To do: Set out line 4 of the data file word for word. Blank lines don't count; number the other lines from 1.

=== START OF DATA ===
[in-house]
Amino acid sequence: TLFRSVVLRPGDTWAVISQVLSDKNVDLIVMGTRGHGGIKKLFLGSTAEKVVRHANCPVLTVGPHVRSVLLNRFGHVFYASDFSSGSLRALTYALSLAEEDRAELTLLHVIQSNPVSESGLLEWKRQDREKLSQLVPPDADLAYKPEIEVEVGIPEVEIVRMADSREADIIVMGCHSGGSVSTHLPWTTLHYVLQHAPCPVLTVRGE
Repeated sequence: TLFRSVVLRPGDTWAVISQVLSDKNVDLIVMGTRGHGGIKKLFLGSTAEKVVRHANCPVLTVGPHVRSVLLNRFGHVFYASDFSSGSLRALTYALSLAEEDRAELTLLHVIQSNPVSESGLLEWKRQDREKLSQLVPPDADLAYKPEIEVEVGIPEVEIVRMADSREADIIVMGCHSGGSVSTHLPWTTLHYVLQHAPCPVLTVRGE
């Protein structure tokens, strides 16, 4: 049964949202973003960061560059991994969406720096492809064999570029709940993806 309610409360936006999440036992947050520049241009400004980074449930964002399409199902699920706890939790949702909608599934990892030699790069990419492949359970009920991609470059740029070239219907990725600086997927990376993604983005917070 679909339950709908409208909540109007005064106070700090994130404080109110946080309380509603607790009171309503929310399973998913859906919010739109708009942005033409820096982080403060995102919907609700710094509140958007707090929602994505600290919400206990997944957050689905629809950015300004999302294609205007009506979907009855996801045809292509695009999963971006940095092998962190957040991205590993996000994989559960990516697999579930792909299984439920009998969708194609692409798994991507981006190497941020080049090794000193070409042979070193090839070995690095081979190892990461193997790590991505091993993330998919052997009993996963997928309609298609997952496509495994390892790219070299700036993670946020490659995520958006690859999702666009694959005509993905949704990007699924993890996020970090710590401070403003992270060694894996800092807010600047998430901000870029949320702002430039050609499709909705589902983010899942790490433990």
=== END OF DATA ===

């Protein structure tokens, strides 16, 4: 049964949202973003960061560059991994969406720096492809064999570029709940993806 309610409360936006999440036992947050520049241009400004980074449930964002399409199902699920706890939790949702909608599934990892030699790069990419492949359970009920991609470059740029070239219907990725600086997927990376993604983005917070 679909339950709908409208909540109007005064106070700090994130404080109110946080309380509603607790009171309503929310399973998913859906919010739109708009942005033409820096982080403060995102919907609700710094509140958007707090929602994505600290919400206990997944957050689905629809950015300004999302294609205007009506979907009855996801045809292509695009999963971006940095092998962190957040991205590993996000994989559960990516697999579930792909299984439920009998969708194609692409798994991507981006190497941020080049090794000193070409042979070193090839070995690095081979190892990461193997790590991505091993993330998919052997009993996963997928309609298609997952496509495994390892790219070299700036993670946020490659995520958006690859999702666009694959005509993905949704990007699924993890996020970090710590401070403003992270060694894996800092807010600047998430901000870029949320702002430039050609499709909705589902983010899942790490433990």